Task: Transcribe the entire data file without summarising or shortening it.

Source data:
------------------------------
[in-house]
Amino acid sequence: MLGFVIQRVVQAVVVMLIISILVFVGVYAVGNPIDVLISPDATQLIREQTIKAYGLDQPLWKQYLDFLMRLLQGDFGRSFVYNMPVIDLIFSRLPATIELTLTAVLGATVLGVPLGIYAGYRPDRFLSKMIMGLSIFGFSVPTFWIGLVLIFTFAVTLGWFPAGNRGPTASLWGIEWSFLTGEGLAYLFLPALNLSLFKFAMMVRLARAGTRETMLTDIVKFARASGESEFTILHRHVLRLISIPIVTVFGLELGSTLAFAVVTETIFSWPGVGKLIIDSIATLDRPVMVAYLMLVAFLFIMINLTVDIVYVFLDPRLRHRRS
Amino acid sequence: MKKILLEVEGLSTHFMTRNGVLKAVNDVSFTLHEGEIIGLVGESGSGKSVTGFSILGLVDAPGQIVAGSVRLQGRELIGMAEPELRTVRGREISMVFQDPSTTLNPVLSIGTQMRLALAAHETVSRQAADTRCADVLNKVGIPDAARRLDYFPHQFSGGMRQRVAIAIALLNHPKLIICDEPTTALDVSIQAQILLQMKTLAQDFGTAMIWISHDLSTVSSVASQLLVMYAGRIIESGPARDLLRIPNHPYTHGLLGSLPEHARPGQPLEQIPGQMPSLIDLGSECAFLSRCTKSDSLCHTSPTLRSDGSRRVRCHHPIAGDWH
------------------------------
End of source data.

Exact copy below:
[in-house]
Amino acid sequence: MLGFVIQRVVQAVVVMLIISILVFVGVYAVGNPIDVLISPDATQLIREQTIKAYGLDQPLWKQYLDFLMRLLQGDFGRSFVYNMPVIDLIFSRLPATIELTLTAVLGATVLGVPLGIYAGYRPDRFLSKMIMGLSIFGFSVPTFWIGLVLIFTFAVTLGWFPAGNRGPTASLWGIEWSFLTGEGLAYLFLPALNLSLFKFAMMVRLARAGTRETMLTDIVKFARASGESEFTILHRHVLRLISIPIVTVFGLELGSTLAFAVVTETIFSWPGVGKLIIDSIATLDRPVMVAYLMLVAFLFIMINLTVDIVYVFLDPRLRHRRS
Amino acid sequence: MKKILLEVEGLSTHFMTRNGVLKAVNDVSFTLHEGEIIGLVGESGSGKSVTGFSILGLVDAPGQIVAGSVRLQGRELIGMAEPELRTVRGREISMVFQDPSTTLNPVLSIGTQMRLALAAHETVSRQAADTRCADVLNKVGIPDAARRLDYFPHQFSGGMRQRVAIAIALLNHPKLIICDEPTTALDVSIQAQILLQMKTLAQDFGTAMIWISHDLSTVSSVASQLLVMYAGRIIESGPARDLLRIPNHPYTHGLLGSLPEHARPGQPLEQIPGQMPSLIDLGSECAFLSRCTKSDSLCHTSPTLRSDGSRRVRCHHPIAGDWH